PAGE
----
Blessed JPII probably had a few pallia and sets of pins over the years - i seem to recall he was vested in one on the bier for his obsequies and buried in one. The then Cardinal Ratzinger wasn't entitled to wear the pallium after leaving his diocese to become a curial official - and he's been through two designs as Pope and left one at the tomb of one his predecessors (the one who abdicated). Archbishops who are translated to another see don't wear the pallium in their new see until a new one has been granted by the Pontiff. Archbishop Nichols of Westminster - 2 metropolitan sees and two pallia so far - quipped that tradition states that his pallia would be placed as a pillow under his head in his coffin when the time came.
I really don't think that you should be telling us what the Holy Father "ought" to do or wear. It is hardly your place.As for the pallium he received in 1977, that was specifically for the Metropolitan Archdiocese of which he was then Ordinary. The pallium belongs to an Archbishop as the occupant of a particular See - so if he is transferred to another Metropolitan see he must petition the Holy Father for a new pallium as the old can no longer be worn.I am pretty sure Pope John Paul II was buried in a pallium - after all, I bet he had more than. After 27 years of almost daily use it may have become a little worn. A little more understanding of such things may be appropriate before making such statements.
When a bishop is named a metropolitan of more than one metropolitan church (as in the case of both popes you mention) he MUST receive and use a different pallium for his second metropolitan See. He should, however, be buried with all the pallia he used in life; the most recent one being worn and the other(s) placed under his head.In the case of Pope Benedict it is impossible for him to still wear the pallium he was given in 1977 by Pope Paul VI. That was for his office as metropolitan archbishop of München und Freising. He is not allowed to wear that one anymore because he no longer holds that office. When he became pope (and metropolitan archbishop of the Roman province) he received another pallium which he now wears. When he dies he will be buried wearing the papal pallium and with the München und Freising pallium under his head.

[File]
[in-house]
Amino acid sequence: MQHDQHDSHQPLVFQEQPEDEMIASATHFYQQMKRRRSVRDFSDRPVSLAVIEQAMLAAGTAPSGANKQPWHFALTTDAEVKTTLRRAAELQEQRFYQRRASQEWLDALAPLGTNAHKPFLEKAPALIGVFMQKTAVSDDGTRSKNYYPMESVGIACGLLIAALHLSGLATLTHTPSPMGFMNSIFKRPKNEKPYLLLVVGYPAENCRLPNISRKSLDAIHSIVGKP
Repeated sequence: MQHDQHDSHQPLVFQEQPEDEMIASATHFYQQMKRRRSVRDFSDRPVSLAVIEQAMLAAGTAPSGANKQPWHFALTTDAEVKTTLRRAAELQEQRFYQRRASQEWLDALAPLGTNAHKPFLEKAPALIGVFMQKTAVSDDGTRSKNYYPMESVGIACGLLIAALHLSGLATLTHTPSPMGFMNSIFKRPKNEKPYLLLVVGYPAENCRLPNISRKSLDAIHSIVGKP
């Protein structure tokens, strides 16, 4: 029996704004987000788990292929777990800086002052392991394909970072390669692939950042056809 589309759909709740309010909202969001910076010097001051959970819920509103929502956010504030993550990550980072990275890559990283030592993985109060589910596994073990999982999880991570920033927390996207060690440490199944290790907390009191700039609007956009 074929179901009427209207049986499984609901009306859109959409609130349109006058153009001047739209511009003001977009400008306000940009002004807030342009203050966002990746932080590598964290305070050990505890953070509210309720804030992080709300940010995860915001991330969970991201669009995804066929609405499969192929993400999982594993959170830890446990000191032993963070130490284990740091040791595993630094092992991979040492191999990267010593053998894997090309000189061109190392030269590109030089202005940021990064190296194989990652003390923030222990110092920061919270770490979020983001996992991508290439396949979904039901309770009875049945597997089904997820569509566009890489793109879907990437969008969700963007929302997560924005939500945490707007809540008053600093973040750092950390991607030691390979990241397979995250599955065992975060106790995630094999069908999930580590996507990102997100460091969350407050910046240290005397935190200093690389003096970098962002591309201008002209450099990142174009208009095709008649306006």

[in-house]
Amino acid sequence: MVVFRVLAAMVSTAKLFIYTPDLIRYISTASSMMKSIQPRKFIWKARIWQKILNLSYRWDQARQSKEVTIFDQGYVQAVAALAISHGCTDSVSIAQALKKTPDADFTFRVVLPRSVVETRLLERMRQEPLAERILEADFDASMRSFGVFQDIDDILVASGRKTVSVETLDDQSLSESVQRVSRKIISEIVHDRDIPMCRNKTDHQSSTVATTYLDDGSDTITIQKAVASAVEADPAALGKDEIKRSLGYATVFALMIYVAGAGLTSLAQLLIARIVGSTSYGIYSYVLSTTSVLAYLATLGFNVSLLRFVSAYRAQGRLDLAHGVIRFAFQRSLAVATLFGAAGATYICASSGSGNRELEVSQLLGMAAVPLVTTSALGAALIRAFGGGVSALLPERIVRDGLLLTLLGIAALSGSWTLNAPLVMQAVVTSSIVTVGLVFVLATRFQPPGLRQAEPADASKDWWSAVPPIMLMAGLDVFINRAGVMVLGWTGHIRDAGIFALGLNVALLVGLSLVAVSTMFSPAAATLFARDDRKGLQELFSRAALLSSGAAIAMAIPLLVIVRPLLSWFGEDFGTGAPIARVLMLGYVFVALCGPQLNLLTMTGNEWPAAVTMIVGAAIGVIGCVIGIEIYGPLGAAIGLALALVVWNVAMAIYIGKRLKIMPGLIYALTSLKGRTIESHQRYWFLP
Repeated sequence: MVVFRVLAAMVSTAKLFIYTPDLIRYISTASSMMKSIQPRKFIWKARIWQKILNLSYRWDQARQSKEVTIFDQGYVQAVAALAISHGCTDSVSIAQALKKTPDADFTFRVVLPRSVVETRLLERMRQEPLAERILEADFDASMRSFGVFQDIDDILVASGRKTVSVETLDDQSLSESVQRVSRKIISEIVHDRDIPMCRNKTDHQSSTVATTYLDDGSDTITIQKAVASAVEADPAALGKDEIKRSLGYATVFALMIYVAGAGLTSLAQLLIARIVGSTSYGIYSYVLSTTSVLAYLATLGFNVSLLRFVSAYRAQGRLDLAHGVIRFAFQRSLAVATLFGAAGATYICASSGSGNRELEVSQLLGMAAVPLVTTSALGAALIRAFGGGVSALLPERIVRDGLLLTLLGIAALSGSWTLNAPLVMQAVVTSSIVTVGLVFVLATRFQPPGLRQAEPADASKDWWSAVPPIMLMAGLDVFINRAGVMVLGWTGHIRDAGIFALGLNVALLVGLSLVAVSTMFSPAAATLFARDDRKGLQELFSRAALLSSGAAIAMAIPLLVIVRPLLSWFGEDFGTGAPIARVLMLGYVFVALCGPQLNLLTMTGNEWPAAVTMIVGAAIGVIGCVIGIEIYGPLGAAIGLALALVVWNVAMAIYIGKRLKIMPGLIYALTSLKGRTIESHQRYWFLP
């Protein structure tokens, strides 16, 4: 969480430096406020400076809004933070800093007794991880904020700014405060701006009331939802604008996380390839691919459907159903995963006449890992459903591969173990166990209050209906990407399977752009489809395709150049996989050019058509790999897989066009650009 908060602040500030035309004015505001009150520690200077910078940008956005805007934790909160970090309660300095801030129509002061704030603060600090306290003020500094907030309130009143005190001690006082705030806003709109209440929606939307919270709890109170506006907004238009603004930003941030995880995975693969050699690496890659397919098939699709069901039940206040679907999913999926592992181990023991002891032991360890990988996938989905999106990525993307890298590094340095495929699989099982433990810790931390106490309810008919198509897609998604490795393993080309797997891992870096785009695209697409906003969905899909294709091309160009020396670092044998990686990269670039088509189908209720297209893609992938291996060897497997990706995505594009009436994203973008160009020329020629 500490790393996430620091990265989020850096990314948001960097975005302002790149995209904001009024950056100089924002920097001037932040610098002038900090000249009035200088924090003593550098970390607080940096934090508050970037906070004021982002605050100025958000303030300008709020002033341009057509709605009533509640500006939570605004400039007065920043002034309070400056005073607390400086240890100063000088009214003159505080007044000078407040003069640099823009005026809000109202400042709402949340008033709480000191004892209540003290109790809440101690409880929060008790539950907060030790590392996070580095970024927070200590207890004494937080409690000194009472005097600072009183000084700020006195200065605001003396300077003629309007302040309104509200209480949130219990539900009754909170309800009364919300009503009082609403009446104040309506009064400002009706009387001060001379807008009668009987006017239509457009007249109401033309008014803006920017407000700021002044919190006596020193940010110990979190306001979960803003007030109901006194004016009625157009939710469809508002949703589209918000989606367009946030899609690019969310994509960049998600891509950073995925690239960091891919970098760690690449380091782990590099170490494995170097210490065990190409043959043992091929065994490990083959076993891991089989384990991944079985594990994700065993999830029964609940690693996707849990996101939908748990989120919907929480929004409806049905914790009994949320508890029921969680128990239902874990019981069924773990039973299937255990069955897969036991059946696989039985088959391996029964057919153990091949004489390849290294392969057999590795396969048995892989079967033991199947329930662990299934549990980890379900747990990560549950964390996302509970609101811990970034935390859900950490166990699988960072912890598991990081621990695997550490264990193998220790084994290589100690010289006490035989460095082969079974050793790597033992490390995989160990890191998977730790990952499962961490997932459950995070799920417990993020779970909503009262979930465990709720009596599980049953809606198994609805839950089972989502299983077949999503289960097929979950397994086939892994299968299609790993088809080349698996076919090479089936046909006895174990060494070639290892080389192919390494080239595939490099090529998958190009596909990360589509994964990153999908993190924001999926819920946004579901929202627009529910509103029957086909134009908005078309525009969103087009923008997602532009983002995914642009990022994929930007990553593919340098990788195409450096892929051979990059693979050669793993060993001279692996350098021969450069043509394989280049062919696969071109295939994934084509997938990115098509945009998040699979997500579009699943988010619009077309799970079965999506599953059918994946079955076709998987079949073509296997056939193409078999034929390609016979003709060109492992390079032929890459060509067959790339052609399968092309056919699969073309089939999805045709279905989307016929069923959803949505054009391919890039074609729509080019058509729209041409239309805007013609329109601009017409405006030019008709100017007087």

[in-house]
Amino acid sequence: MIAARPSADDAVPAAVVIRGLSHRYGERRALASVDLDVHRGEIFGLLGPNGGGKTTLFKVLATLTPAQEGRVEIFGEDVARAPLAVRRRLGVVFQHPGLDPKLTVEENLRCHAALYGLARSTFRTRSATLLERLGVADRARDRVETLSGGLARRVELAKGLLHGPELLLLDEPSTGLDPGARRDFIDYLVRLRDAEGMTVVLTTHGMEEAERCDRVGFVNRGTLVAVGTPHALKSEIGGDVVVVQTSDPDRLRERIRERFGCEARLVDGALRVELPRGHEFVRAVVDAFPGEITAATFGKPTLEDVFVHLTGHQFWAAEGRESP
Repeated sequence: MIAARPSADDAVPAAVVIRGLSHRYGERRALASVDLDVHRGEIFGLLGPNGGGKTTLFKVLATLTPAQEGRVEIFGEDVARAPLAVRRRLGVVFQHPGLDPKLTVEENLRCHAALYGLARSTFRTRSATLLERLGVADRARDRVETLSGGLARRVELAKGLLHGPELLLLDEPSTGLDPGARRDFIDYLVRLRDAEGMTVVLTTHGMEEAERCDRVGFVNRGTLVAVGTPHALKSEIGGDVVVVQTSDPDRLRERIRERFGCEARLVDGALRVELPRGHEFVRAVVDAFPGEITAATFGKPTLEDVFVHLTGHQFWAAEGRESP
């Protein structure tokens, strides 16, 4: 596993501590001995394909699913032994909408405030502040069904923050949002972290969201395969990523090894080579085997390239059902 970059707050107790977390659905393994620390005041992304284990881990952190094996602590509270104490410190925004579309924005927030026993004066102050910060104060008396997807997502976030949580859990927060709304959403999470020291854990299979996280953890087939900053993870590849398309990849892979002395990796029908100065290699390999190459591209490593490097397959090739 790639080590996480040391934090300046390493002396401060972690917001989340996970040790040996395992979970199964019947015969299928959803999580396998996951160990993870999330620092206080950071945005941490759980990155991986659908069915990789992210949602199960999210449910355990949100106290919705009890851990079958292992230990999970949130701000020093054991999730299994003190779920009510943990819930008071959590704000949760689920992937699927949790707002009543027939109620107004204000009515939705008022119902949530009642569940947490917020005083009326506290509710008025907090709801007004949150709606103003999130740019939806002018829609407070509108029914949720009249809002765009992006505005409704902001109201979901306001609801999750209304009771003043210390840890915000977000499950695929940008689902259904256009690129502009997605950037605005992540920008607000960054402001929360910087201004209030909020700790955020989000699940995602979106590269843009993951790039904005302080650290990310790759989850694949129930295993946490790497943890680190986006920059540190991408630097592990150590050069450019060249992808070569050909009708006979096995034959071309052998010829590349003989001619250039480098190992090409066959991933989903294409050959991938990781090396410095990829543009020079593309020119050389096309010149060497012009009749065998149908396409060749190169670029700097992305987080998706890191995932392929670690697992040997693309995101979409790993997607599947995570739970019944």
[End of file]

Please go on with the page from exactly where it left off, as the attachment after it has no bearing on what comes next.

I think it is okay that he wears the palium with red crosses. He doesn't have a tiara on his coat of arms so it's okay for him to have at least some liturgical thing to distinct him from other bishops.
Mr. Sonnen, I agree that this pallium belongs with its owner. It's myunderstanding that even if a man were given several pallia over the course of his episcopal career, by custom all of them would be interredwith him at his death. It does seem wrong that this one is put on display like a mere memento, when it should be with the man for whom it was made.However, I think that there is good reason that the present Holy Father doesn't use the pallium he received from Paul VI. It's my understanding that each pallia is particular to the archdiocese forwhich it is given, and that if a man is moved from one archdioceseto another, he is given a new pallium for his new jurisdiction. Thatis how it is possible for an Archbishop to have more than one overthe course of his life. Giving a new pallium with a new archdioceseunderscores the particularity of the vestment-- it is tied to its jurisdiction. (I also believe that an Archbishop may only wear his pallium inside the borders of his archdiocese-- only the Pope may wear his pallium everywhere, his jurisdiction being universal).So, since the Holy Father was given his first pallium in 1977 when he was made Archbishop of Munich, that particular pallium wouldbe tied to that Archdiocese, and upon his election to the papacy, the new Pope would need a new pallium to indicate his new juris-diction.When our present Pope is called to his reward (after many, manyhealthy years, please God), I hope that the old custom of interringall pallia is respected.
The pallium of a deceased prelate, who wore it in life, is placed beneath his head as he lies in state - his jurisdiction having ceased. If he received additional pallia in his lifetime, these, also, are placed beneath his head. Only the Pope is buried wearing a pallium. It would be interesting to research if Popes are buried with their old pallia, from former metropolitan assignments, resting with them.-Donnacha
A metropolitan archbishop receives a new pallium from the Holy Father each time he is assigned to a new metropolitan archdiocese, so Pope Benedict received one in 1977 when he became archbishop of München und Freising but it was only proper that he received a new one when he became the bishop of Rome, it being a new see.